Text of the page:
A harmless white or gray discoloration on chocolate, due to improper tempering or a change in ambient temperature or humidity. It doesn't affect flavor.
The technique of melting and reheating chocolate, stabilizing it in a beautiful sheen and clean snap.
With a higher cocoa butter content than typical eating chocolates, couverture (pronounced "koo-vehr-tyoor", it means "blanket" in French) is solid chocolate, refined so it has an especially silky mouthfeel. It's meant for melting and tempering so it can be used for dipping or enrobing.
A method of treating the nib or the liquor with an alkali solution after roasting, which will reduce the acidity by increasing the normal pH factor from about 5.0 up to 8.0. The name honors the homeland of its inventor, C.J. Van Houten.
This, the professional term for unsweetened chocolate, consists of roasted cacao nibs ground into a thick paste that may be semi-liquid or solid, depending on the temperature. It contains no alcohol. The word "liquor" refers to its semi-liquid state. The two main components of chocolate liquor are cocoa butter (the fat that causes chocolate to literally melt in your mouth) and nonfat dry cocoa solids.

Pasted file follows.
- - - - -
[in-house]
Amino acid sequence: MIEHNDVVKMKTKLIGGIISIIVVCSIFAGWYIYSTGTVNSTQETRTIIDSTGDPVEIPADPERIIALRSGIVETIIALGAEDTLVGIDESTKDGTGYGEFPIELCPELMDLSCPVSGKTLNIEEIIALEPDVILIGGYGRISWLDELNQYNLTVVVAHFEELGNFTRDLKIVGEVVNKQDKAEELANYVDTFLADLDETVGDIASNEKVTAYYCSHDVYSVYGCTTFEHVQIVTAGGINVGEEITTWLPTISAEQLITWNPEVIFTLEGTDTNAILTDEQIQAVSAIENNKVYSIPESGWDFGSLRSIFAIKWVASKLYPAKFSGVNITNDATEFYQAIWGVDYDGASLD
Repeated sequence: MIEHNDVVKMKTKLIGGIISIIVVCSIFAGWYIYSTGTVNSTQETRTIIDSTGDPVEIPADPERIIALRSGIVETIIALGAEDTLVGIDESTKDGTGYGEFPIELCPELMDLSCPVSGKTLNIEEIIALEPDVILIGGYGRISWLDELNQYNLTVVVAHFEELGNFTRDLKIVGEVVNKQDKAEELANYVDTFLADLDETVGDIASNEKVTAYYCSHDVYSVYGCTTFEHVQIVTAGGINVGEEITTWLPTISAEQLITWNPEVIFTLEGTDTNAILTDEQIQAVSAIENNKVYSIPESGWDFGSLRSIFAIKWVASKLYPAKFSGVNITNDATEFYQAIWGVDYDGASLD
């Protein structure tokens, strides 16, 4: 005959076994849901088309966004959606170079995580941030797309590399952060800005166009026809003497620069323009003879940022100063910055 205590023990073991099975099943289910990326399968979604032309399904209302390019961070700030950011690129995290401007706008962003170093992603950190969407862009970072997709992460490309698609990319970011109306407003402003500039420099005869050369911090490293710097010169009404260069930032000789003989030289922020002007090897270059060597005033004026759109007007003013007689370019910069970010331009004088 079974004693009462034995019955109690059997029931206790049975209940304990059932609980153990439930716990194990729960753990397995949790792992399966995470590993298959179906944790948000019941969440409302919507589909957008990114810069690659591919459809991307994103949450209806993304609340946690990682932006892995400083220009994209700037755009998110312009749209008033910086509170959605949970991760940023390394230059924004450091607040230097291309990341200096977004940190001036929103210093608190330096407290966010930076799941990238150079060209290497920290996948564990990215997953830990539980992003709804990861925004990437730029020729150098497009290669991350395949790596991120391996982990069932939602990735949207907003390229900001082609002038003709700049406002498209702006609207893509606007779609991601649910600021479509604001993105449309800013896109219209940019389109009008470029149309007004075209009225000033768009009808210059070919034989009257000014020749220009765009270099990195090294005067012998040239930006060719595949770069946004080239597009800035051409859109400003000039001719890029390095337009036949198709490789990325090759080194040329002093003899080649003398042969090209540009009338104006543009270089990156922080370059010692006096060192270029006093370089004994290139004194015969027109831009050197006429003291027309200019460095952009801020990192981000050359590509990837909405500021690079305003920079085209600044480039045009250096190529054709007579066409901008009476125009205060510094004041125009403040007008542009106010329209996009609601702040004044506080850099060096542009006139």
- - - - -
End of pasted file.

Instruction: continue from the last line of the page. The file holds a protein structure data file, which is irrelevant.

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Spanish explorer, Hernando Cortez, found Aztec Indians using cacao beans to prepare a drink.
The drink was called "xocolatl" which means "warm liquid".
Knives tend to crunch and crack brownies when serving.
Use a pizza cutter to keep brownies looking their best.
In 1860, a Ghirardelli worker accidentally discovered a way to make fat-free cocoa powder.
Ground cacao beans were hanging in a cotton bag overnight. By morning, the floor was covered in cocoa butter that had dripped from the bag.